Another widely held viewpoint is there is no point in getting a vaccine for a disease in which 99.6% of people recover. Even if the infection fatality rate in India does turn out to be around 0.4% that would still be at least ten times greater than that of the seasonal flu. Here also many people lack a reference point to other infectious diseases. Over 98% of those who are infected with polio also have mild or no symptoms. But it is the severity of polio in the others that makes eradicating the virus from humans a necessary public health goal.

Yet another group of people who may choose to defer vaccination are those who have tested positive for SARS-CoV-2 infection and have suffered from covid-19. While it is highly likely that they have some immunity from that infection that might prevent reinfection, the ‘amount’ of protection and its duration they have still is unknown.

Immunity from vaccination often mirrors that following a natural infection. But super-immunity from vaccination of an effective vaccine can also result. In Nature Medicine, Dennis Burton and Eric Topol note that vaccines “against covid-19 with immune responses and protection superior to that achieved through natural infection is an achievable goal". Immunity after vaccination might be equal or even greater than the immunity that results from infection.

Some vaccine non-adopters, including those who are pregnant, elderly, or have severe allergic reactions to other vaccines, have justifiable concerns that need to be addressed prior to getting a covid-19 vaccine. There are no vaccines approved for small children right now either. Those concerns will need to be addressed this year.

The way ahead

Vaccine acceptance requires transparency in processes and effective communication. Many studies have shown that it also matters who is communicating information as much as what is being said. When trusted scientists make statements, it increases confidence. When politicians guarantee that a vaccine is safe and effective, in our hyperpolarized world, these comments are met with scepticism.

A team of healthcare experts can help guide vaccine promotion efforts. While the need to dispel rumours and misinformation is important, the message cannot be solely negative or instill a fear of punitive actions. Representatives from the entire political spectrum would dispel many concerns. Hearing that our own doctors have been vaccinated encourages us to get vaccinated as well.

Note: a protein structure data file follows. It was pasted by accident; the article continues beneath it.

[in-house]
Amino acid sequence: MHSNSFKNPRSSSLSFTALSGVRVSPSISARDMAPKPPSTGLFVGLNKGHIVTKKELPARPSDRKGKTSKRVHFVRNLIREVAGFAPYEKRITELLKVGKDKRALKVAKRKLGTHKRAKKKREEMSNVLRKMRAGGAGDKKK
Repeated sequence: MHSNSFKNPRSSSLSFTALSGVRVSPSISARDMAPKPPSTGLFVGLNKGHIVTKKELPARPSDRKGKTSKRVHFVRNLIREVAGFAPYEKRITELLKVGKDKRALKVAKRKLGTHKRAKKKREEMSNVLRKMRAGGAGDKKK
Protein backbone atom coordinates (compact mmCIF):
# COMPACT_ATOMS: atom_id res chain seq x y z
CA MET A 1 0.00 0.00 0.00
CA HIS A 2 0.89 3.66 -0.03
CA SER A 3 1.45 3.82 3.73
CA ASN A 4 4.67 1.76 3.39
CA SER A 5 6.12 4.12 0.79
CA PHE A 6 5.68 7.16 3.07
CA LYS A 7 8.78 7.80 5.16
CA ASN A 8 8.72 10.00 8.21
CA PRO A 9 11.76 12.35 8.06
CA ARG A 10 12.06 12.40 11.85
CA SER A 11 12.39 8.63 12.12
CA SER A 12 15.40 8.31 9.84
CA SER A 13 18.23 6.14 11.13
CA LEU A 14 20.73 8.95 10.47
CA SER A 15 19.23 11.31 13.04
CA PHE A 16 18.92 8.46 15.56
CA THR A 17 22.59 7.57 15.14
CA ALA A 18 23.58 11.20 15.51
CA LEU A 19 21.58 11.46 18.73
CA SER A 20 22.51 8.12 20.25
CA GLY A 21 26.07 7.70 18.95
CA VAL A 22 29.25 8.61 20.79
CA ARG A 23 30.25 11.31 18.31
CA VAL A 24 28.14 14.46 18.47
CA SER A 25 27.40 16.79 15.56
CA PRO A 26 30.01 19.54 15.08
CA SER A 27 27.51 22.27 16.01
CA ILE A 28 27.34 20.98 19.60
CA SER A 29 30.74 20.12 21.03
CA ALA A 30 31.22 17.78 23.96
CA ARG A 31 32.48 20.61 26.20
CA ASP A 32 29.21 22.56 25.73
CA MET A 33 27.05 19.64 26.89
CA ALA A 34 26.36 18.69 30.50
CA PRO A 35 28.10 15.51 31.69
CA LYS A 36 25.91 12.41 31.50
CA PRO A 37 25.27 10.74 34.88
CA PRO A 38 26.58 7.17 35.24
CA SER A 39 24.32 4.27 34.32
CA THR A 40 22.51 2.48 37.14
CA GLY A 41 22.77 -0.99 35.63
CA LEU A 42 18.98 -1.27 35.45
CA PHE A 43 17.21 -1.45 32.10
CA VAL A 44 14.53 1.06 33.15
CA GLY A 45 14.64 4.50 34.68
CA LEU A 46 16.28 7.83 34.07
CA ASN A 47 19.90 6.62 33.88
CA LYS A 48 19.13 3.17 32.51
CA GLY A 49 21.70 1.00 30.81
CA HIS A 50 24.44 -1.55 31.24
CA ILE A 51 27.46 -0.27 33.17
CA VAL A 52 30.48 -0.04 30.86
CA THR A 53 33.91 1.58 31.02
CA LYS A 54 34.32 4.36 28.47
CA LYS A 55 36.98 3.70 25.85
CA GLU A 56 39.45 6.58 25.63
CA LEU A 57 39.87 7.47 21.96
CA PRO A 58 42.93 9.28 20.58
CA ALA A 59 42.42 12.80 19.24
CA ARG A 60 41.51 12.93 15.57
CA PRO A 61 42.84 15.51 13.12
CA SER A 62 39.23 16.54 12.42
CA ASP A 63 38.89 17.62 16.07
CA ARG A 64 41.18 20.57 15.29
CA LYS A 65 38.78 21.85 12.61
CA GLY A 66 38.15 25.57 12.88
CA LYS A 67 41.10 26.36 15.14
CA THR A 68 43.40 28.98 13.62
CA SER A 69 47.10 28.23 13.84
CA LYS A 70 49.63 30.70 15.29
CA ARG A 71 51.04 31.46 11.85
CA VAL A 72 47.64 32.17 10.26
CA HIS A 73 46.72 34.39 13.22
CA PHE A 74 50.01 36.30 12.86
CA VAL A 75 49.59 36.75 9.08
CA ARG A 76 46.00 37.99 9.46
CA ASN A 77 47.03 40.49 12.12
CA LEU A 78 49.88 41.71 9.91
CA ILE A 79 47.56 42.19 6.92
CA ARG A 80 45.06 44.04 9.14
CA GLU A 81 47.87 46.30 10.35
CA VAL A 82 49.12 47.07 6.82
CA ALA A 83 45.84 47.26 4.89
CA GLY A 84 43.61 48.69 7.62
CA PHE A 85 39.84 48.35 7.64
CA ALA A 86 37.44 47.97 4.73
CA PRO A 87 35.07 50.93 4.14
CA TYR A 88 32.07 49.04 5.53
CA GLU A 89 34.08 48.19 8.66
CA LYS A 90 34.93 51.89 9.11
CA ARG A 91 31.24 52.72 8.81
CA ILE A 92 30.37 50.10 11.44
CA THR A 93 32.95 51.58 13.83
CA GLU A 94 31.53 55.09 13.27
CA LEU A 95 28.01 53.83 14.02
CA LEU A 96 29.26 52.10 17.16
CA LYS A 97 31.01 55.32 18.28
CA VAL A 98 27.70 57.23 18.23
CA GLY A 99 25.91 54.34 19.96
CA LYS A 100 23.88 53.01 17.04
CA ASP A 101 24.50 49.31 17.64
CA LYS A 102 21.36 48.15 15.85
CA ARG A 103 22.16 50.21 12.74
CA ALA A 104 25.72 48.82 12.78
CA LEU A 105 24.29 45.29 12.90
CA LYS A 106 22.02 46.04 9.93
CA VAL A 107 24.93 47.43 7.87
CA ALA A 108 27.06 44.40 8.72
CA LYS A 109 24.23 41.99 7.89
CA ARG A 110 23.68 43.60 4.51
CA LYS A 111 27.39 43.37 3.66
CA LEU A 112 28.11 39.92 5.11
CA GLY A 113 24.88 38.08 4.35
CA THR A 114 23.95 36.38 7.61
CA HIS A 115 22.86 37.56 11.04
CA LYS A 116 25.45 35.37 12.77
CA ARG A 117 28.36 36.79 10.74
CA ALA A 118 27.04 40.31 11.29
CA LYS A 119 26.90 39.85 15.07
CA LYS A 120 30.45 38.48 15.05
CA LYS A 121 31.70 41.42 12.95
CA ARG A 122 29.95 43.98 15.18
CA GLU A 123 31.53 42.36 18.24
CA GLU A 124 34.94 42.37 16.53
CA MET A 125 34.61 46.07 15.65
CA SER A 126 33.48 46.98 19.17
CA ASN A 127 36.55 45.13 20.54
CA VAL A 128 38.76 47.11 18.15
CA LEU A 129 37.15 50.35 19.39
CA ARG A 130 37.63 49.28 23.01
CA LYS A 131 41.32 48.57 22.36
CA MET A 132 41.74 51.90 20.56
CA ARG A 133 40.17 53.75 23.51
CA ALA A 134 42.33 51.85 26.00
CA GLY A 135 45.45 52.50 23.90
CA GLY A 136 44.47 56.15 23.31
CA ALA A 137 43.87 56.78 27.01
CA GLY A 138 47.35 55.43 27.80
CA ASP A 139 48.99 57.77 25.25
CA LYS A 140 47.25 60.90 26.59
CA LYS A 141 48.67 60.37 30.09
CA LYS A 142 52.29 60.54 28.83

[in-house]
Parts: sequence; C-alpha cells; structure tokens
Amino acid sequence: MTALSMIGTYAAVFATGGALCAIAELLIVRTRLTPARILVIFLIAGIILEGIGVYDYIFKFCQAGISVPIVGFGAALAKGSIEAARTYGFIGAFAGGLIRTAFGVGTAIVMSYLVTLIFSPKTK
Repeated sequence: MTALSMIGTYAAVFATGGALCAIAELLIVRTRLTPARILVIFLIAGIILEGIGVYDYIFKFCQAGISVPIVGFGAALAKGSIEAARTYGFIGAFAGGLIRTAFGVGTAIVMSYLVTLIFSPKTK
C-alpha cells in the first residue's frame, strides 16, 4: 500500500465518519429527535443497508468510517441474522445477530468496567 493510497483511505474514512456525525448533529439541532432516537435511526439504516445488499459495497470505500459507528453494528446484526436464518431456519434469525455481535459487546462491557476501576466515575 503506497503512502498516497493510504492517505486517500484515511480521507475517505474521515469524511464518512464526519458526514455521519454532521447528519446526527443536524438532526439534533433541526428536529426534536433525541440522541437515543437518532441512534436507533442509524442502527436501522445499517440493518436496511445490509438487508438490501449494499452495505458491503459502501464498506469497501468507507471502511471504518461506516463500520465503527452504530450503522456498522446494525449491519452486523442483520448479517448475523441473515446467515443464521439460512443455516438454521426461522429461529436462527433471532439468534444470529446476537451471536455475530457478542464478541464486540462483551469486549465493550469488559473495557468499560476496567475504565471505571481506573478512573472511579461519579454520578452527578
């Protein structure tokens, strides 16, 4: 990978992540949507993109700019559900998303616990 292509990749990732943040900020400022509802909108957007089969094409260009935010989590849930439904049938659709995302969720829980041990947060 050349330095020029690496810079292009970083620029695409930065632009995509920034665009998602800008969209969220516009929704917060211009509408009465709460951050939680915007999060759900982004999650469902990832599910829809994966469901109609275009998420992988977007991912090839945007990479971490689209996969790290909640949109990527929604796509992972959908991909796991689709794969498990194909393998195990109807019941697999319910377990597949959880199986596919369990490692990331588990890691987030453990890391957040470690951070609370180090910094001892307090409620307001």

What about paying people? Research has shown that offering compensation for vaccines or vaccine-related health issues is one of the least effective ways to increase acceptance. Psychologically, it leads people to suspect something is wrong, and usually backfires.

Getting a vaccine approved is a scientific and medical problem. Getting a vaccine manufactured at scale is an economic problem. But getting people to agree to get vaccinated involves social science. The most effective strategies against vaccine hesitancy are to increase vaccine knowledge and awareness, improve access to vaccines, and to broadcast the stories of those who have taken the vaccines.

Making covid-19 vaccines easily accessible and free or subsidized reduces the barrier for vaccination. If vaccines are available at local pharmacies and primary healthcare centres then it becomes easier to be vaccinated. The availability of vaccines that do not require extensive cold storage also helps in this respect. India’s plan to deploy the vast infrastructure involved in elections seems to be a step in the right direction.

It is understandable that after the disruption of 2020, many people are keen to move on with their lives. Many people are taking a wait-and-see approach right now until other people they know have been vaccinated, or they have more approved vaccines to choose from. With vaccines for a new disease like covid-19, it will take people time before they are comfortable. These people should be encouraged but not threatened or forced via mandates that undermine confidence.

Ultimately, it is widespread adoption of vaccines that will allow global resumption of pre-pandemic life.

Anirban Mahapatra, a microbiologist by training, is the author of Covid-19: Separating Fact From Fiction (Penguin Random House India) out in February 2021. These are his personal views.